And the old pilgrim, George Burton, said, "My son, have you talked to old man Monroe since the lightning killed one of his horses and the wind blew down his barn? Have you talked to him?"
And the young fellow said, "Yes."
And the old man said, "Son, I ask you. When you talked to him, did he complain?"
"No," said the boy.
"Was he bitter that other people didn’t have their horses killed, and their barns burned down, and they were better off than he? Was he bitter?"
"No," said the lad.
"And did you find him leaning on the grace of God and the strong arm of the Lord to help him in the trials of his life? Did you find him like that?"
And the boy said, "Yes, sir."
And the old man replied, he said, "Son, you’re looking in the wrong place for the blessing of God."
"I remember," the old man said, "when Monroe was a bad man, an evil man. And we fed his family. Then he was wonderfully saved. And now they have a home and a shelter, and they have food, and they care for themselves. And old man Monroe loves God and trusts in the Lord."
"Son," said the old pilgrim, "you’re looking in the wrong place. When a man becomes a Christian that does not mean that the outside is changed. That’s just the same. You still have the pestilence. You still have the famine. You still have the wind. You still have the storm. You still have the lightning. The outside is just the same!"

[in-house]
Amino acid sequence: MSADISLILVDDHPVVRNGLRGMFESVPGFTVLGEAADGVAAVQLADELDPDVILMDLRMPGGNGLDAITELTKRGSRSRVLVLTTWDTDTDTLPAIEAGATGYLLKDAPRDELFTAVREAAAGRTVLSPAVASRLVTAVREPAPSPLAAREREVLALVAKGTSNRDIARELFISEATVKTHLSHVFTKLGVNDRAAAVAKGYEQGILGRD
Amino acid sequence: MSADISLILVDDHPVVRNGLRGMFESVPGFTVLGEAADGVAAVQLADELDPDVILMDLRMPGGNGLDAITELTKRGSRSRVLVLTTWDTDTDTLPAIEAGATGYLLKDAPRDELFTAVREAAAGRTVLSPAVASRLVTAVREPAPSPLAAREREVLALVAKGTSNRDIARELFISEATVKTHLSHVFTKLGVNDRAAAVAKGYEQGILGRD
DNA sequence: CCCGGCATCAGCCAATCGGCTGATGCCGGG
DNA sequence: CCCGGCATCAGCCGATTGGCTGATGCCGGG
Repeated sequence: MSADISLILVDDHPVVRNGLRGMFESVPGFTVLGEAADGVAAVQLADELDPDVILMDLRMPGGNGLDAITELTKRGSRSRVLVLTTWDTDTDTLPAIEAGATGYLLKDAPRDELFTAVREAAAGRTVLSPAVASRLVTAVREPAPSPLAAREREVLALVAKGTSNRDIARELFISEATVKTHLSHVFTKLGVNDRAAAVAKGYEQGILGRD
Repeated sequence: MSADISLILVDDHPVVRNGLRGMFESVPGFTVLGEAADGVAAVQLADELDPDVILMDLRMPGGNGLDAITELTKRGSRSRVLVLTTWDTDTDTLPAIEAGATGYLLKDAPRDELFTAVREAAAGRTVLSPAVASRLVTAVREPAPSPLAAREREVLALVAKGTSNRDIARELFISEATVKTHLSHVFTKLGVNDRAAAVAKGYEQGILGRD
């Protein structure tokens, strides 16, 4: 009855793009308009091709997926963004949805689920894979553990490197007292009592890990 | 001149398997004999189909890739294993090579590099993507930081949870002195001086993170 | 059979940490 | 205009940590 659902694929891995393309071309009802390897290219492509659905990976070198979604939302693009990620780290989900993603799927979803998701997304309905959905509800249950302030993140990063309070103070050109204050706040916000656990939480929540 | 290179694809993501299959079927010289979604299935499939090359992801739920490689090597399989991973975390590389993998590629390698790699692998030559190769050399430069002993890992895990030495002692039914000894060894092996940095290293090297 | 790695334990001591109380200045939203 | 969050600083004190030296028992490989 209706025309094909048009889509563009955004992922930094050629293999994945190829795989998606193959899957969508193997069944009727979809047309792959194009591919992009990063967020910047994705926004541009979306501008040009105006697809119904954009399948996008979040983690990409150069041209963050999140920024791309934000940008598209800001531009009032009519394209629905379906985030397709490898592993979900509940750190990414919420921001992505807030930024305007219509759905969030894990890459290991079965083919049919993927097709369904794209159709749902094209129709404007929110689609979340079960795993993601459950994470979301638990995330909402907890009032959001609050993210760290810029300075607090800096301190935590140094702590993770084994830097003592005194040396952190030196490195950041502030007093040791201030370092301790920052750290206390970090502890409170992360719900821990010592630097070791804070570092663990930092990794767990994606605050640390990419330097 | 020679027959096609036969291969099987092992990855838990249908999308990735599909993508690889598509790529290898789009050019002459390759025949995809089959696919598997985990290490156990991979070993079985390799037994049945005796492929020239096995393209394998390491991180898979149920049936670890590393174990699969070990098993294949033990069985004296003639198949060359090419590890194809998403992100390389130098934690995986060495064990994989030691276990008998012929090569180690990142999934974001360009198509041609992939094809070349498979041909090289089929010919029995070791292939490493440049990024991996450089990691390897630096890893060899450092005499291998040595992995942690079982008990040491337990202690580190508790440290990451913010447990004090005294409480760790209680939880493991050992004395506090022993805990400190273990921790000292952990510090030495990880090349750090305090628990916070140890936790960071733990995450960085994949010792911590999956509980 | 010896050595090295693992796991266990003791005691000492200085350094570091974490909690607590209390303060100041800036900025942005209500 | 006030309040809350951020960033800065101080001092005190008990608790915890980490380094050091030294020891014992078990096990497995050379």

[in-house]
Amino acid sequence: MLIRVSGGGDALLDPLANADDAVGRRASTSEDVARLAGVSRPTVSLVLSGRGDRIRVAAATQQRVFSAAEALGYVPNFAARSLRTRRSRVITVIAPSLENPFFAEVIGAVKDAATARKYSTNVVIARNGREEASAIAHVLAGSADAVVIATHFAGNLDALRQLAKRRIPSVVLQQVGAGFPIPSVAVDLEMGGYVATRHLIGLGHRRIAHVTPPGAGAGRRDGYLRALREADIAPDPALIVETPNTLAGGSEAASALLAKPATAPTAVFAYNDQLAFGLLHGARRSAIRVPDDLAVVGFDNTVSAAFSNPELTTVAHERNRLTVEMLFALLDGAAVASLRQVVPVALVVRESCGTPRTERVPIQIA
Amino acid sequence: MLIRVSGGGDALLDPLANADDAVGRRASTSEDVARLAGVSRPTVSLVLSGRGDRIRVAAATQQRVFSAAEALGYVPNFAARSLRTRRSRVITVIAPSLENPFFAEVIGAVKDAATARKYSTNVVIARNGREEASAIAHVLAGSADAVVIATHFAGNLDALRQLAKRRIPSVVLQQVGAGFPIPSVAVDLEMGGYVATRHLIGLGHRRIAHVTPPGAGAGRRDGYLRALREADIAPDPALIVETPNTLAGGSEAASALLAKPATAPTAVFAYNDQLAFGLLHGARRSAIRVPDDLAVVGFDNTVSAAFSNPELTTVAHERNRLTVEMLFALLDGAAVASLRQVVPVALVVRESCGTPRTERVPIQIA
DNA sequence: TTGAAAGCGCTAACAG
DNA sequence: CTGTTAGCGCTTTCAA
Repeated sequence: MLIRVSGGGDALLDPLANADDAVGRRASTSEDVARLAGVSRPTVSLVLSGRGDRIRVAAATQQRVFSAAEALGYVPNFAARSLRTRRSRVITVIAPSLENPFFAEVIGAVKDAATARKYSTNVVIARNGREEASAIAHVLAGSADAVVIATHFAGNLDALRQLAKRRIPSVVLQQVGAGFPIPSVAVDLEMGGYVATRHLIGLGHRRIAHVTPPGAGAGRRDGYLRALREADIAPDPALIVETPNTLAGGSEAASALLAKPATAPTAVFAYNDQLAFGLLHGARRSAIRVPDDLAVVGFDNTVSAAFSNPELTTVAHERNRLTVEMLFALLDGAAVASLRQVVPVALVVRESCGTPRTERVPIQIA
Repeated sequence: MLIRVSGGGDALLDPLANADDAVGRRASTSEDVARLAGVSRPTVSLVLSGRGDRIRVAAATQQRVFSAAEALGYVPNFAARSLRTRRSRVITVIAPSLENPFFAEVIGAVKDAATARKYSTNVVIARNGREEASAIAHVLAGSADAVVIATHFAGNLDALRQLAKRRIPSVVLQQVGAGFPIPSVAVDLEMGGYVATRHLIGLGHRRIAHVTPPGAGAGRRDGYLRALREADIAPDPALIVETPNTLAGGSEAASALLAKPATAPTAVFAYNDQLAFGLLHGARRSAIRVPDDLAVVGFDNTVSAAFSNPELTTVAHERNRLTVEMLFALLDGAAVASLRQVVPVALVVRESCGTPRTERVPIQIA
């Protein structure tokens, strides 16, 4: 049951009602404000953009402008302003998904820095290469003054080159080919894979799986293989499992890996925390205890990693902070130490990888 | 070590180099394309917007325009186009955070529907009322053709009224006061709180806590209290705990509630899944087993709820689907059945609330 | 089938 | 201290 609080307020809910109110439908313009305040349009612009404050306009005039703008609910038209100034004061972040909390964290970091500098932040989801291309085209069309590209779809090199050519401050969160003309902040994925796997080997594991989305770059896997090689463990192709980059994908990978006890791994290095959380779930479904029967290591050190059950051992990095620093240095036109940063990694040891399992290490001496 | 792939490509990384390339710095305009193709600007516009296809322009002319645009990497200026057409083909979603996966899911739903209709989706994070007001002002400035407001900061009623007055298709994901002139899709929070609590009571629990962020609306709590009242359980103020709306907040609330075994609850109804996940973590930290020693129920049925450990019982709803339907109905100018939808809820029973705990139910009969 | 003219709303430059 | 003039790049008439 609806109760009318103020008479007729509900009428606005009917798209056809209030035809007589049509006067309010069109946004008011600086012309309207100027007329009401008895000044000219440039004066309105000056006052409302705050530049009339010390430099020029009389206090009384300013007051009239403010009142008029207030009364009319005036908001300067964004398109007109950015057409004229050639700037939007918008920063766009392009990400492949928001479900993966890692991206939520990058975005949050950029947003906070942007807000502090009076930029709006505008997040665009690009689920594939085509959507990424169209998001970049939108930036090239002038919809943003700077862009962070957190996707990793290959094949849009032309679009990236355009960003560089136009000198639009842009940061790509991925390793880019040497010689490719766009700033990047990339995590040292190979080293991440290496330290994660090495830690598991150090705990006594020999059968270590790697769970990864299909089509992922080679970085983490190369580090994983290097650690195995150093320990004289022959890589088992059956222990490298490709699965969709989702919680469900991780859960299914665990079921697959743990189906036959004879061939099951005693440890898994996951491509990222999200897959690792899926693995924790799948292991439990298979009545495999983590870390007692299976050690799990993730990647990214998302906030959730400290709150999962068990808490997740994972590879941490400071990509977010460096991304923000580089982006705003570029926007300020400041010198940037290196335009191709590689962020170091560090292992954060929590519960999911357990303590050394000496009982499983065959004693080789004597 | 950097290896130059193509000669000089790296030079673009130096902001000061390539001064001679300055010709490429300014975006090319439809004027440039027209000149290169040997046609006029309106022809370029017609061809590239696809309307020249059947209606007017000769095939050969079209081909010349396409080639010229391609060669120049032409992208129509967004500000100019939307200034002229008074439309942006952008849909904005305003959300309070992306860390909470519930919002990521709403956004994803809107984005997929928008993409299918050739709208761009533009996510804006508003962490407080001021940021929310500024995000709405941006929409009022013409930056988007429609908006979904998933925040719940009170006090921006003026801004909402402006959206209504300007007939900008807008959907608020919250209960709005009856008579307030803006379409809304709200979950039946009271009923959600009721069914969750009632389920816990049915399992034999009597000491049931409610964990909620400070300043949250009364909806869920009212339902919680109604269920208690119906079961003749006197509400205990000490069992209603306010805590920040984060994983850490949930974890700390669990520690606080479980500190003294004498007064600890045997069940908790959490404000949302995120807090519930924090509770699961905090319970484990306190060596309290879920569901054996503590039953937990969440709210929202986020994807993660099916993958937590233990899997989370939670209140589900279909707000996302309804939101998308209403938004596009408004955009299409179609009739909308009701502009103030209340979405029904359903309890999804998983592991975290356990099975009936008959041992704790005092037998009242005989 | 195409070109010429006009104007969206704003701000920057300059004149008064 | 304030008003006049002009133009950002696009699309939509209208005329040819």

"But son," said the old man, "when God comes into a man’s heart, he’s changed on the inside; he’s a new man. And when the winds blow, and the storms beat, and the waters rise, the Christian man has a peace that passes all understanding. That’s what it is to love the Lord."
And that’s what Paul meant when he said in everything we give thanks [1 Thessalonians 5:18]. "Maybe, Lord, I need to kneel lower. Maybe, Lord, I need to pray more fervently. Maybe, Lord, I need to lean on Thy arm the more completely and absolutely." It’s a great message we have. It’s a great Lord we love, and a beautiful commitment when a man gives his heart to Jesus.
Would you spare me one other observation – one other? We’re thanking God. We’re praising the Lord. We’re grateful to God for His remembrance of us. That includes the little things of life; the little things of life, not just the big things but the little things of life. And the reason I mention it is because of something that happened in this pulpit years ago.
Many years ago, long time ago, I was invited to bring the closing address to a Brotherhood convention that met here in Dallas and met here in this church. And I was seated right there, waiting to be presented to the convention to bring the closing address. And before I stood up to speak – I did not know of the program, but before I stood up to speak – seated there there was a man in our convention and in our Brotherhood work, who was gifted in winning convicts to the Lord. And he had gained permission from the warden of the Texas State Penitentuary in Huntsville to bring four lifers, who had been converted, here to the convention.